Syria: Jets seized by IS destroyed
Damascus, Syria — The Syrian air force has destroyed two of three jets seized and reportedly test flown over Aleppo by the Islamic State group last week, according to the country’s information minister.
Omran al-Zoubi told Syrian TV late Tuesday that Syrian aircraft bombed the jets as they were landing at Jarrah airbase in the eastern countryside of Aleppo province. He said the militants were able to hide a third jet, which the Syrian air force is now searching for.
The Britain-based Syrian Observatory for Human Rights earlier had reported that IS militants flew three MiG fighter jets over the Jarraj air base with the help of former Iraqi air force pilots who were now members of the militant group. The report could not be independently confirmed, and U.S. officials said they had no reports of the militants flying jets.
The group is known to have seized fighter jets from at least one air base it captured from the Syrian army in Raqqa province earlier this year. Militant websites had posted photos of IS fighters with the warplanes, but it was unclear if they were operational.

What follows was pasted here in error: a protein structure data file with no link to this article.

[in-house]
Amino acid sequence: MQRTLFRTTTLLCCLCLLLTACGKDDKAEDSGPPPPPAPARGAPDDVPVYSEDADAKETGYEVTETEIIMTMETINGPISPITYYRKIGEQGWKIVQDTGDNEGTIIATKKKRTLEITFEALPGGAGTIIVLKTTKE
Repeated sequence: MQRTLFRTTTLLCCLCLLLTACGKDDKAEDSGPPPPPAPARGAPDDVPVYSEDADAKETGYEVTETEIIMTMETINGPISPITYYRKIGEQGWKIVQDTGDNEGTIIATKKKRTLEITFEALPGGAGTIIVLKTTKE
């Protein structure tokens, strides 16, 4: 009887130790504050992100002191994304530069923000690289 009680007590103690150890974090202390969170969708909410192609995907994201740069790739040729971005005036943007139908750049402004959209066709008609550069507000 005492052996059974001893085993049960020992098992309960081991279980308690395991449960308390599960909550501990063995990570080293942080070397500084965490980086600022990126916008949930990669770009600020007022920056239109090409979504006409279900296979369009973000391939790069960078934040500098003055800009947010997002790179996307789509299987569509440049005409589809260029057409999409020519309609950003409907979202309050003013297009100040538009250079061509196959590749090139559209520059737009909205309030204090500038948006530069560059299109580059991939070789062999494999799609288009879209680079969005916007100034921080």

Al-Zoubi described the aircraft as old and suggested they were no longer useful as military equipment.
Rami Abdurrahman, director of the Observatory, said Wednesday he had no confirmation that the Syrian air force destroyed any of the jets. The group collects information from a network of activists inside Syria.
Al-Zoubi, in the interview, accused Turkey of using the report about the seized jets to help push for the creation of a no-fly zone in Syria. He said Kobani, where Kurdish fighters are defending against an onslaught by Islamic State group fighters, is a Syrian city and that a no-fly zone is a “red line.”
Meanwhile, Kurdish officials and doctors said they believed Islamic State militants had released some kind of toxic gas in a district in the eastern part of Kobani.
Aysa Abdullah, a senior Kurdish official based in the town, said the attack took place late Tuesday, and that a number of people suffered symptoms that included dizziness and watery eyes. She and other officials said doctors in Kobani lacked the necessary equipment to determine the nature of the chemicals used.
The reports could not be independently confirmed. Kurdish officials have made similar claims before.
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